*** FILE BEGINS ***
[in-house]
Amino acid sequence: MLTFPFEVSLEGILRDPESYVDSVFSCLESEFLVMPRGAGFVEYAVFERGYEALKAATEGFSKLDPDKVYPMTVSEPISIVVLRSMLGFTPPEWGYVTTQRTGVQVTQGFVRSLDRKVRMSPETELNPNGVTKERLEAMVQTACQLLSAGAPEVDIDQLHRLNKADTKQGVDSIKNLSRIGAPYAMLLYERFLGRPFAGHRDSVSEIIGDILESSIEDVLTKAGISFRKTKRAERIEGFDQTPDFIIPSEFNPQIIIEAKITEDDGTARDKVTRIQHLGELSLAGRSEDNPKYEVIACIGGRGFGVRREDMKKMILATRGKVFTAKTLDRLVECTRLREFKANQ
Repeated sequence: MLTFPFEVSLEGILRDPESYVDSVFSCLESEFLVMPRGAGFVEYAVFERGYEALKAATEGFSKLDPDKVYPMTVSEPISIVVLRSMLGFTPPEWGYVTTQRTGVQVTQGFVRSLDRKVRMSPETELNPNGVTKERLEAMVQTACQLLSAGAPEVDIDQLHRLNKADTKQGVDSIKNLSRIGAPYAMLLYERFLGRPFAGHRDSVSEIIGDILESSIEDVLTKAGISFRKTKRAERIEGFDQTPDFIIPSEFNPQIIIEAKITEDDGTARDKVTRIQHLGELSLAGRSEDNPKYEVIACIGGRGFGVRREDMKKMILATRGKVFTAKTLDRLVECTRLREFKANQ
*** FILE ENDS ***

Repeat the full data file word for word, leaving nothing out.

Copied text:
[in-house]
Amino acid sequence: MLTFPFEVSLEGILRDPESYVDSVFSCLESEFLVMPRGAGFVEYAVFERGYEALKAATEGFSKLDPDKVYPMTVSEPISIVVLRSMLGFTPPEWGYVTTQRTGVQVTQGFVRSLDRKVRMSPETELNPNGVTKERLEAMVQTACQLLSAGAPEVDIDQLHRLNKADTKQGVDSIKNLSRIGAPYAMLLYERFLGRPFAGHRDSVSEIIGDILESSIEDVLTKAGISFRKTKRAERIEGFDQTPDFIIPSEFNPQIIIEAKITEDDGTARDKVTRIQHLGELSLAGRSEDNPKYEVIACIGGRGFGVRREDMKKMILATRGKVFTAKTLDRLVECTRLREFKANQ
Repeated sequence: MLTFPFEVSLEGILRDPESYVDSVFSCLESEFLVMPRGAGFVEYAVFERGYEALKAATEGFSKLDPDKVYPMTVSEPISIVVLRSMLGFTPPEWGYVTTQRTGVQVTQGFVRSLDRKVRMSPETELNPNGVTKERLEAMVQTACQLLSAGAPEVDIDQLHRLNKADTKQGVDSIKNLSRIGAPYAMLLYERFLGRPFAGHRDSVSEIIGDILESSIEDVLTKAGISFRKTKRAERIEGFDQTPDFIIPSEFNPQIIIEAKITEDDGTARDKVTRIQHLGELSLAGRSEDNPKYEVIACIGGRGFGVRREDMKKMILATRGKVFTAKTLDRLVECTRLREFKANQ